realizes they both have the same book. He looks over at Lance who is
entranced in his novel. He is perplexed.

CONRAD: Excuse me.

LANCE: (Looking up.) Yeah

CONRAD: I just happened to notice the cover of the book you are reading.

LANCE: Yeah. O'Neil. The Iceman Cometh. What about it?

CONRAD: No. Nothing. It's a funny coincidence. I happen to have
the same book.

LANCE: No shit. Wow. What are the odds of that huh? There's only
the two of us sitting in this cafe and we're both reading the same play. (Slight
pause.) He's my favourite playwright. This is a classic. How far are you
into it?

CONRAD: I just picked it up in the bookstore before I came here.

LANCE: I think you're going to like it. It's about all these
losers who hang out in this bar … waiting for their buddy Hickey to come. He shows up once
a year and they have this great big drunken party. It's the highlight of their lives.
(Slight pause. He puts his finger on the book cover.). It’s all
about facing the truth. Hickey is the iceman in the title. He's
supposed to represent death.

CONRAD: (Trying his hand at levity.) Why don't you act out the
entire play and save me the trouble of reading it.

LANCE: Hey. Good one. You got a sense of humour.

(Pause. Conrad is still trying hard to ignore him.)

LANCE: I like doing this once in a while. Kind of like playing
hooky. Nobody knows where I am. The wife still thinks I'm out
busting my hump. I get to read a book and drink expensive cups of
coffee.

(Conrad sees another person on the sidewalk and follows her with his
eyes.)

LANCE: Check out some hot looking babes. (He eyes the woman.) Not
bad eh?

CONRAD: Pardon me?

LANCE: I seen you. You were eyeballing her. (Conrad turns away.)
Can't blame you. Nice body on her. Hey look at the rack on this one.

(They both look and follow with their eyes.)

LANCE: Those tits look real to you? (He squints his eyes to get a
clearer look.) They're sticking straight out. They gotta be phoney. (He calls out
to stage front and waves.). Hey you. Nice looking cans. Where'd you
buy them? (He laughs and then stops and turns to Conrad.). Did she
just tell me to fuck off? (Conrad smiles.). These women don't know
how to take a joke anymore. Not that they ever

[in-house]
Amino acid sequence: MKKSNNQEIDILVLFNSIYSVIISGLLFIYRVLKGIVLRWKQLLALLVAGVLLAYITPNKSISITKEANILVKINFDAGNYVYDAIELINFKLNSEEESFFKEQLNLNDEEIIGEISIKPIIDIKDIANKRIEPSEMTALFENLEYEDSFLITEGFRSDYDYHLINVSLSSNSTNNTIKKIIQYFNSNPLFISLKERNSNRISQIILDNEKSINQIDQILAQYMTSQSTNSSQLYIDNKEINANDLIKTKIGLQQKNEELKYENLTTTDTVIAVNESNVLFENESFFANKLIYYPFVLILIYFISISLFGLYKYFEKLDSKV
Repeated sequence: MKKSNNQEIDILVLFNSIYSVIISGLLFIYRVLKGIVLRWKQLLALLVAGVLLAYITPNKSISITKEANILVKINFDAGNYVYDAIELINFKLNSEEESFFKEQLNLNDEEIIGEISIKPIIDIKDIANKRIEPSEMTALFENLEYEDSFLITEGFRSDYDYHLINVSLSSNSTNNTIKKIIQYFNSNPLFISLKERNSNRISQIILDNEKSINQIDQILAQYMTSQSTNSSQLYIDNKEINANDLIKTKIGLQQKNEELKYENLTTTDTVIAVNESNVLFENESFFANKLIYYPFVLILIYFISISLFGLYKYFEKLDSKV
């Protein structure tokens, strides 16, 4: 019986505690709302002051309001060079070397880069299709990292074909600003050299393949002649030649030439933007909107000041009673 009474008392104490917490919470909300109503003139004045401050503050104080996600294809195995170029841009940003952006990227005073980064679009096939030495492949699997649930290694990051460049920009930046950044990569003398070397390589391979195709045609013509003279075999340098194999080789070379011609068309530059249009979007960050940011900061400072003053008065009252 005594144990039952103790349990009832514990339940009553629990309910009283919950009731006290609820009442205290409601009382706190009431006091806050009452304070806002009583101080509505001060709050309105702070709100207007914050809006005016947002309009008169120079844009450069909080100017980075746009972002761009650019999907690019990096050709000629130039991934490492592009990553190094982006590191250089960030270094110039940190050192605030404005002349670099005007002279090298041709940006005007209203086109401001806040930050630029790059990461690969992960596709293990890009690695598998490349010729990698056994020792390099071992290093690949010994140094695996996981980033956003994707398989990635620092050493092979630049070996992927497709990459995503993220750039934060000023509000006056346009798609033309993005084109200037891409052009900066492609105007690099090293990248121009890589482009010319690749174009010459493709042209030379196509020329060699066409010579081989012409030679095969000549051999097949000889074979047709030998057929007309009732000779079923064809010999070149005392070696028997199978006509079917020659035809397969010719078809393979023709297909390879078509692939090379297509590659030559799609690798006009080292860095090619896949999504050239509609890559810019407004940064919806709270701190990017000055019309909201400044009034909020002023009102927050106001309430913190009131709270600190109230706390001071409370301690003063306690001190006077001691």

could. Look at them. Nowadays they got
everything. Boob jobs. Ass jobs. Tummy tucks. Face lifts.
They can fix their eyes, their noses, their lips, their teeth,
their hair. They can just about fix everything on their bodies ...
everything … except their brains. Nobody's ever figured out how to
fix those. (He taps his head.). With all this cosmetic surgery I bet
you they could even make my grandmother look hot … and she's been dead fifteen years.

CONRAD: The whole point is it makes them feel better about
themselves.

LANCE: Yeah. Yeah. Yeah. That's what it's all about these days…
the new religion … feeling good about yourself.

CONRAD: Haven't you felt better when you've had a good haircut. Or
put on a new suit?

LANCE: Yeah. For about five seconds. (Slight pause.) These
women drive me nuts. You keep getting mixed signals from them. I don't
think they really know what they want. They want to parade around
with their tits sticking straight out to here, looking like sex
objects but they bitch and moan about it when you treat them like one.
(Slight pause.) Take a look at this cuppie doll. Look how short
her skirt is … now what would happen if you or I went up to her and
told her that the way she looked was really turning you on. How far
do you think you'd get with her?
(Slight pause.). Let me ask her.

CONRAD: Please don't.

LANCE: (He whistles and waves.) Hey honey. Yeah you. I see
Paris. I see France. I can see your underpants. Ha ha.

(Conrad turns away in embarrassment.)

LANCE: Oh yeah. Up yours too. (He gives her the finger. To
Conrad.) Definitely no sense of humour on these broads. (He picks up his